12. Read a Special Book

Maybe there’s a particular book that the deceased used to read to or with your child. If it doesn’t make them too sad, you can try to incorporate the book into their bedtime routine, or at least give it a special spot on their bookshelf to help remember the person they’ve lost.

13. Emotion Matching Activity

Younger children may not have the vocabulary or ability to fully express their feelings and often need help putting words to emotions. An emotion matching activity will match their feeling word with an action word from two different columns. This activity is best suited for children between the ages of 4 to 6.

14. Pot Heart Building

Death has a significant impact on a family and in a way it breaks a piece of everyone. But when things are cracked it doesn’t mean they can’t become whole again. It just means things are different. To explain complicated feelings like this to your kids, first, get a large clay pot. Break it into large pieces so that there’s enough for everyone in the family. Each person should get a piece of the pot to write their name on. They should also decorate their piece using markers, glitter, stickers, and whatever else your kids want to put on it. Then work as a family to put the pot back together. Once it’s glued and sturdy, explain to your kids how it relates to loss. Then plant flowers or fruit inside so it can also be a piece of remembrance of the person your family lost.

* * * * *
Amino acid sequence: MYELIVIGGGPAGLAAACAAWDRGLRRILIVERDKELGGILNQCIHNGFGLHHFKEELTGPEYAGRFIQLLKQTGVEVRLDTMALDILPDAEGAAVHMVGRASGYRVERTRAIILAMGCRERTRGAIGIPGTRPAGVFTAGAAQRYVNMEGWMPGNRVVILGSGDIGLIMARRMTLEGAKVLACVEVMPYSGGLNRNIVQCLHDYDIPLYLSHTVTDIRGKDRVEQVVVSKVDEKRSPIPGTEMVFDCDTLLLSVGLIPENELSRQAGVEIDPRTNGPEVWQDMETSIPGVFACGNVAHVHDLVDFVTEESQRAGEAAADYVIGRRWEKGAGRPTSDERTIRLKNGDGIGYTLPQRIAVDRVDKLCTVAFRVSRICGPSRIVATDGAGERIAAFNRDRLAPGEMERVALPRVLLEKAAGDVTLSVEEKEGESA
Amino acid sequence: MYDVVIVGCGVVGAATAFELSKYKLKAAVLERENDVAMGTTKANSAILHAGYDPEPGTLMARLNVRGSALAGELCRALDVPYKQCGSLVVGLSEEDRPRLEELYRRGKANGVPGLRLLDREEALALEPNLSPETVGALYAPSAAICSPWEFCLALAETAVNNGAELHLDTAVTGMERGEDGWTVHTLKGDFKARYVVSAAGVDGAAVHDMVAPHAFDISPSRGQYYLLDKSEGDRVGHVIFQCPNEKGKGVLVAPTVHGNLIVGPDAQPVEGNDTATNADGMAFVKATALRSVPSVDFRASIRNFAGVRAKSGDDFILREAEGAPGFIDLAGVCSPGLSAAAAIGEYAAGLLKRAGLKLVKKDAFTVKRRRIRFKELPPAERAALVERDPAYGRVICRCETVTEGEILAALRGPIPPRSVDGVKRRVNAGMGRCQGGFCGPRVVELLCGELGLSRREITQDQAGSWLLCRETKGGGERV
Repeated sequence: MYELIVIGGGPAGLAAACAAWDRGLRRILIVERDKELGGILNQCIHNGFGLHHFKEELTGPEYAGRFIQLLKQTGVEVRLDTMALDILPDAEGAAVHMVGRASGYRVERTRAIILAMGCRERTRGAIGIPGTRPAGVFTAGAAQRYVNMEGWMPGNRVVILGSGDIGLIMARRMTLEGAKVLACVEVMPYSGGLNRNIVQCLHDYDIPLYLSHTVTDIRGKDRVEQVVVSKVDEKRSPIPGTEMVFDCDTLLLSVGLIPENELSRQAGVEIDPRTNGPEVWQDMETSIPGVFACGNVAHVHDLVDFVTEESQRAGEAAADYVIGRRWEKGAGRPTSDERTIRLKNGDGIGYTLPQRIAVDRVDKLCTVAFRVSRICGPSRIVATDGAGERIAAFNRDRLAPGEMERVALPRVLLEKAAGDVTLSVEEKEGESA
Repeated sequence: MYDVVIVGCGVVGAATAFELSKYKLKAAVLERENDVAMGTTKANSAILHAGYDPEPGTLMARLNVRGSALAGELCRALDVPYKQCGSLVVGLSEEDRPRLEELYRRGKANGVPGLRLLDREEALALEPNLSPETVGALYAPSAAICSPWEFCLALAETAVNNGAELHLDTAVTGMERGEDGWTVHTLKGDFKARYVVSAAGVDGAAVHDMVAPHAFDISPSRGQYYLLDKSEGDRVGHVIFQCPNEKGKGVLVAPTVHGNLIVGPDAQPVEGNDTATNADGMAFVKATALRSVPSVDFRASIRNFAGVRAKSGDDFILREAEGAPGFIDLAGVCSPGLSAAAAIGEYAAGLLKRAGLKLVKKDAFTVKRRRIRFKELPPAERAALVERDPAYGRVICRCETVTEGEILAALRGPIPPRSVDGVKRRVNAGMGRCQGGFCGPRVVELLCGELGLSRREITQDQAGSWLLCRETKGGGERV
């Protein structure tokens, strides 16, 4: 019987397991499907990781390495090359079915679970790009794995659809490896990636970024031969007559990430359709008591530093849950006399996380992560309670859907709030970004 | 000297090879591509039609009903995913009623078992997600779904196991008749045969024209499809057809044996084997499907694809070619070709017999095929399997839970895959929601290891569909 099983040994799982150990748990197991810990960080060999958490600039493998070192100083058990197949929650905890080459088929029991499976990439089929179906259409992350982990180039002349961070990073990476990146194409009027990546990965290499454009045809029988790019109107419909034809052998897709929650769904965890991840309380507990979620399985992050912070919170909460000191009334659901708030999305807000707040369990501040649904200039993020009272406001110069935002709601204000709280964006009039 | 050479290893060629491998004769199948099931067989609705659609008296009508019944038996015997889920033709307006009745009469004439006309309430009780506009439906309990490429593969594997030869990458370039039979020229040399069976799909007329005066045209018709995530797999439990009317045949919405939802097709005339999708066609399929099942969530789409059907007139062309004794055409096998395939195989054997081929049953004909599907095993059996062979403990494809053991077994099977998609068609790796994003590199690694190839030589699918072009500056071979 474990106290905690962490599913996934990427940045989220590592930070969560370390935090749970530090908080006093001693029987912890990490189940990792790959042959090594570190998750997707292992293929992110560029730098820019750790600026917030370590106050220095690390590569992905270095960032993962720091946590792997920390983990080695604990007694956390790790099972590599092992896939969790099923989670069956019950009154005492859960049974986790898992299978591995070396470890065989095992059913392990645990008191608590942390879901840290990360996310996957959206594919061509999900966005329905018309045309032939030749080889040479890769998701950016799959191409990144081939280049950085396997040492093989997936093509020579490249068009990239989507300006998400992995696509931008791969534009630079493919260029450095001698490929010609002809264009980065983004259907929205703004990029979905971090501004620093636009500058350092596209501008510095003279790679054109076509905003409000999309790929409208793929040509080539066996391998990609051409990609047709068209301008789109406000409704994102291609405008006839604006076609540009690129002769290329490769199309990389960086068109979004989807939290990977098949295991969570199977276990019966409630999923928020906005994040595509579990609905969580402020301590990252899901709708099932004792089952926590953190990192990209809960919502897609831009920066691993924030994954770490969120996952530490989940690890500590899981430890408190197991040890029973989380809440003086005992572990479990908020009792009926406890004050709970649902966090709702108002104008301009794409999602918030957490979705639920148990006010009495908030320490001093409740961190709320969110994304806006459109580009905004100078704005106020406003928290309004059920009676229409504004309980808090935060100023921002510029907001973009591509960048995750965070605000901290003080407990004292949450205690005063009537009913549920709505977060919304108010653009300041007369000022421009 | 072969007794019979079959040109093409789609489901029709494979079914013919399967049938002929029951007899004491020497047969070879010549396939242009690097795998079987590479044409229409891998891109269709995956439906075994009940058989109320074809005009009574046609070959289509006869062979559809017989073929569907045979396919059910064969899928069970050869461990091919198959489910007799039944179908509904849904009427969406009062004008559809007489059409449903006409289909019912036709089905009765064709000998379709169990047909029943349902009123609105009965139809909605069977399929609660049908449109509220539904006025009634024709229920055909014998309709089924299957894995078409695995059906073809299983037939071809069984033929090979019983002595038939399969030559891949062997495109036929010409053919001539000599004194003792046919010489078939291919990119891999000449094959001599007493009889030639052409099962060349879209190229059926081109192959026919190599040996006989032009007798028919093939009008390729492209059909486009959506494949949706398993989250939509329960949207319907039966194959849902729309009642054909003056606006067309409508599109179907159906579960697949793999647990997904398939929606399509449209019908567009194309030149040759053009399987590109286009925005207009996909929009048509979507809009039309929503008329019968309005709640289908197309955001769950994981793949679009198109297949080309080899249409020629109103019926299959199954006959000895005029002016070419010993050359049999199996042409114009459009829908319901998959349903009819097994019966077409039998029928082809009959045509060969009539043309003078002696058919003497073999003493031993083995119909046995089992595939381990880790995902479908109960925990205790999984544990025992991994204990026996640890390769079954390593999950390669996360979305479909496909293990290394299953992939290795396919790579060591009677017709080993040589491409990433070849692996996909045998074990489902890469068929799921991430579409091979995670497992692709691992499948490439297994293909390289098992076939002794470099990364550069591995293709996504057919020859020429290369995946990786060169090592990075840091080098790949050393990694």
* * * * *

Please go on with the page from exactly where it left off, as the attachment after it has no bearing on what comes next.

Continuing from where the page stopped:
15. Make an Anagram

Anagrams are used for several occasions, such as Mother’s Day, birthdays, and even the first day of school. When a child has lost a loved one, a great way for them to grieve and manage their emotions in a creative and healthy manner is by taking the name of the deceased and turning it into art. Gather your colored paper, markers, glitter, and anything else your child likes to use during arts and crafts. Not only does this force your kid to think about positive descriptions associated with their loved one, but it’ll also make them feel better to remember the way someone was.

Benefits of grief counseling for children

Sometimes it is hard to tap into the mind of a child, especially when they’re dealing with grief and battling their own trauma. If you feel like your kid is handling the death of a loved one hard, having a tough time recovering from a loss, or may face future emotional issues, it may be time to seek outside help. Children usually struggle to process their emotions so their anxiety, fear, and confusion, can manifest in unhealthy ways. This usually looks like an inability to focus in school or behavioral issues.

A grief counselor would help your child:

  • Develop a healthier outlook on death and their loss.
  • Understand and process their emotions.
  • Speak about their feelings in a neutral and unbiased space.